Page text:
It is, I know, pointing out the obvious to point that some things only become obvious when they are pointed out to you. Obviously.
I was at the GP for the second time trying to figure why I have a weird morning-only cough and sniffles — turns out I’m allergic to weather — but before he came to his diagnosis, he did all the usual let’s-make-sure-he’s-not-about-to-drop-dead tests. He listened to my back, got me to blow into what looked like the cardboard bit from a toilet roll and had a look in my ears.
“Oh,” he intoned. “There’s a bit of wax in there.”
Doctors are cunning masters of understatement: ‘bit’ meant Everest-sized chunks of hardened gunk wedged into each side my skull.
Just in case you’ve no experience with this sort of thing and have jumped to a harsh conclusion, I need to point out that I’m not a dirty person. I wash my ears, along with the rest of myself. My problem with wax, which I’ve had many times before, is that I have weird ear canal syndrome.
That’s probably not the medical term. Most ear canals dip down slightly to allow detritus to escape naturally. Mine, however, are rigidly horizontal, gradually trapping the goo and building up a barrier between me and exterior sound.
Which was screamingly obvious, once he’d pointed it out. I’d been moving through the world sheathed in aural cotton wool. I’d been engaging in all the usual listening-based activities, but without noticing that I had to turn the volume up slightly. Herself had to increase the number of times she said “are you listening to me?” But only slightly. Now I was aware of a slight pressure in my ears, and that my tinnitus had increased.
I have tinnitus because of Louis Walsh. During the height of his X-factor fame, a couple of the kids randomly bumped into him and said hello. They chatted for a while, during which he gave them his card and said if a parent rang his office, he’d arrange tickets to see Jedward.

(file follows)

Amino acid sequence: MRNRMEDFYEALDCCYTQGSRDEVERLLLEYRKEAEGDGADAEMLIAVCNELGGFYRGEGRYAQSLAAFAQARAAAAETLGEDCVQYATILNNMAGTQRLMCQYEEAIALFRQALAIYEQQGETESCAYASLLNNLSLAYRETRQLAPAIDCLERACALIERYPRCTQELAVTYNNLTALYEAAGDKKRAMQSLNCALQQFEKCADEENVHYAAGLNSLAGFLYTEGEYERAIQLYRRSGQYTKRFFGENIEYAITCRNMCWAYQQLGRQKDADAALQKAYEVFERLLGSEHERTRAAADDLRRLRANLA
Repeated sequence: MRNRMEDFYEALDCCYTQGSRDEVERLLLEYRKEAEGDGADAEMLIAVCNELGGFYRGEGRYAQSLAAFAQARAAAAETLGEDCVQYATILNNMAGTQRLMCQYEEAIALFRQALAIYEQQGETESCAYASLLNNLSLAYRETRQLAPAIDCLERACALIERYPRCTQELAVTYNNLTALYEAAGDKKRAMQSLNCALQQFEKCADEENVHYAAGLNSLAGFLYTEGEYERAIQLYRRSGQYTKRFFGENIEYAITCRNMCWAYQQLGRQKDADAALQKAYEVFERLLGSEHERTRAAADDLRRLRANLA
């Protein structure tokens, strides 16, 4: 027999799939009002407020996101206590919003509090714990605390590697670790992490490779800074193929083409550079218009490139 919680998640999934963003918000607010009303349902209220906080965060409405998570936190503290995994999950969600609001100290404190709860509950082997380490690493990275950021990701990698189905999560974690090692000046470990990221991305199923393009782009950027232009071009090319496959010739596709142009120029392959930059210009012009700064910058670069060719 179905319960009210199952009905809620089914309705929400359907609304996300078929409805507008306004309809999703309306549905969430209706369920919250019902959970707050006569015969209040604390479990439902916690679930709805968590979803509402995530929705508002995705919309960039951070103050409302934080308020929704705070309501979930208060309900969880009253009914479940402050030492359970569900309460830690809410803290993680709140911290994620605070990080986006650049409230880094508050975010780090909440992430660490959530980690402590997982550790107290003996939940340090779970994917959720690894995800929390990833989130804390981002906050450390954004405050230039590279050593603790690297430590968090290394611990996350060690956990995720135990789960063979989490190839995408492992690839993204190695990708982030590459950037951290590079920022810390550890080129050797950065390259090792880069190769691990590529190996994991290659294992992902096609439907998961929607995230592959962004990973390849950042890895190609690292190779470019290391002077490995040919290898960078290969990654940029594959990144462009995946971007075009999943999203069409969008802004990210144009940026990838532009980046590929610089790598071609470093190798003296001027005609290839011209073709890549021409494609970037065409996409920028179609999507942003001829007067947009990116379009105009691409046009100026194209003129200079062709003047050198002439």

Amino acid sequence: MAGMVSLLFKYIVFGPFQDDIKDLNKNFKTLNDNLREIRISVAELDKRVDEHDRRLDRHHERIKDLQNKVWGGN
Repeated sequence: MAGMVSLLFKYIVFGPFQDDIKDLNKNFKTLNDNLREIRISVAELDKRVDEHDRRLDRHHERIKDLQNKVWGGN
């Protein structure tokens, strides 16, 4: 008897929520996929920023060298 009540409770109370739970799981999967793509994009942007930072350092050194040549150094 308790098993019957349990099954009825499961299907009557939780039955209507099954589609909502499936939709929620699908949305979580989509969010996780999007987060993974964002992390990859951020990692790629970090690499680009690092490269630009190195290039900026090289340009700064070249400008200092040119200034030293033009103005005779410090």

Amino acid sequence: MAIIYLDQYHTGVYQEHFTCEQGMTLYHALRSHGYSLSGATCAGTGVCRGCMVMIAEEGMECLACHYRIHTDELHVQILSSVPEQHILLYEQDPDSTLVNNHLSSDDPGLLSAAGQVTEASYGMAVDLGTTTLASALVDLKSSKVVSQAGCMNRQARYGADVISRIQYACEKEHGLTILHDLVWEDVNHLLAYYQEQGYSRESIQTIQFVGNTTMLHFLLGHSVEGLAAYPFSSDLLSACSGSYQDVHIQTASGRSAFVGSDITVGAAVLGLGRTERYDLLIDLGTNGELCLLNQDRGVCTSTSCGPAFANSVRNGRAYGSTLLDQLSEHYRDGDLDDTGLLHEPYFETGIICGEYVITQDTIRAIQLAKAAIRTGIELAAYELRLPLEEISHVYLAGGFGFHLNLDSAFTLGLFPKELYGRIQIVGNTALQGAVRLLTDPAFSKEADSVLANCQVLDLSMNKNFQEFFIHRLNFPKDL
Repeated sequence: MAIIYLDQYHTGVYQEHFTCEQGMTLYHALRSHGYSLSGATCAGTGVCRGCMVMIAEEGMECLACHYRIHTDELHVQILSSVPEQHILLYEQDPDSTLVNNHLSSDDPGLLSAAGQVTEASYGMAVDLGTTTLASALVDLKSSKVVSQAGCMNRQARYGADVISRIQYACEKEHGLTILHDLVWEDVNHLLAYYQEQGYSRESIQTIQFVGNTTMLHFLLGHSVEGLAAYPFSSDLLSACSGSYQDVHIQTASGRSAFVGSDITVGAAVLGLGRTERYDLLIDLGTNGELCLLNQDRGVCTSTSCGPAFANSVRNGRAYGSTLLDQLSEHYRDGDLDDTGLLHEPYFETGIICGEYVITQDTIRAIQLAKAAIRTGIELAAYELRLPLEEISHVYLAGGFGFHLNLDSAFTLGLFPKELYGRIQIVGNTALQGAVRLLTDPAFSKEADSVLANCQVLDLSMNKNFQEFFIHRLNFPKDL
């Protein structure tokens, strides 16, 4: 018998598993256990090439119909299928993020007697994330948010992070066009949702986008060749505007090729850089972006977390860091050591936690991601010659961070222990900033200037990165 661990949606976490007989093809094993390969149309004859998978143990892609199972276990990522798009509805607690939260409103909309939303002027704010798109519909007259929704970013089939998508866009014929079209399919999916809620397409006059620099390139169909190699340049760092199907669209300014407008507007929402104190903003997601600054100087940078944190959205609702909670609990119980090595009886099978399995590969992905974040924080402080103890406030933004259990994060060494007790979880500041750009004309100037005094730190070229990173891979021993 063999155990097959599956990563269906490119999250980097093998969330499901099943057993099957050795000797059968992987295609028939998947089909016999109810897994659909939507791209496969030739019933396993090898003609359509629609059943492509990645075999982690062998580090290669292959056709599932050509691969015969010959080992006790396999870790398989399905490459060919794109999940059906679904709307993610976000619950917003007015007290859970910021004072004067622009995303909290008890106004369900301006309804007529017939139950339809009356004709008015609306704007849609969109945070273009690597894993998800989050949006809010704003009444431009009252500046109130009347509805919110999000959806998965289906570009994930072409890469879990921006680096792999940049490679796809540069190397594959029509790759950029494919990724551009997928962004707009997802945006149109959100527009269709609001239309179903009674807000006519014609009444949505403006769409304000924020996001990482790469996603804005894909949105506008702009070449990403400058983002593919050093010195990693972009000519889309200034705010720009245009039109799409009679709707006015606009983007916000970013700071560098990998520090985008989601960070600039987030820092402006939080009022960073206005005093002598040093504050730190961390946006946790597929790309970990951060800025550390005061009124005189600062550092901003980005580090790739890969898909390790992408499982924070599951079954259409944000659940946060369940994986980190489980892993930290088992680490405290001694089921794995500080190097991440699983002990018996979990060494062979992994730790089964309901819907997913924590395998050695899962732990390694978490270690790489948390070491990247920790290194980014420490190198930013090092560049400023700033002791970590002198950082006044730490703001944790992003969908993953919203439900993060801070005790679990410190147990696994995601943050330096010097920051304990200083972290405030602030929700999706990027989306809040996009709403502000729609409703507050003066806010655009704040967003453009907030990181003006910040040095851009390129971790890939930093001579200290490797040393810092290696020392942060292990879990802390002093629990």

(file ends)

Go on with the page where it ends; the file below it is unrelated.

The gig was mercifully short. I, and most of the other adults in attendance sat while the children stood to show their appreciation: which they did by dancing, but mostly screaming. A girl in the row behind parked herself by my right ear and bellowed for the entire performance.
In the days afterwards, I noticed a constant sound: rather like the whoosh you’d get from an old tube radio. Over time you get used to it. The brain learns to tune it out, and it’s only noticeable now if I’m particularly tired or my ears are blocked.
Now it felt like a storm was raging inside my head, so I was dispatched to the nurse to get my ears syringed. The word “syringe” is a bit of a misnomer: it’s more like having a garden hose attached to your lug that shoots in water until the wax falls out.
The wax put up quite a fight, but luckily the nurse was one of those people who wasn’t going to take any wax nonsense and who took great joy in her work. At times it felt like she was attempting to drill into my skull, yet as she cleared out each ear, she squealed with delight, proudly showing me the cup of brown goo she had managed to evacuate. She proclaimed that she’d never seen so much stuff come out of a human head.
For some hours afterwards, I was slightly disoriented as I noticed how much I had been missing: not sound, but all the telling details. Birdsong behind the traffic noise. Footsteps. Wind. Snatches of conversation. Most of the time we are too busy, but to take a moment to really look, and really listen, is a reminder of how extraordinarily vivid existence is; how miraculous. Yes, that too is pointing out the obvious. But perhaps it’s not always obvious enough.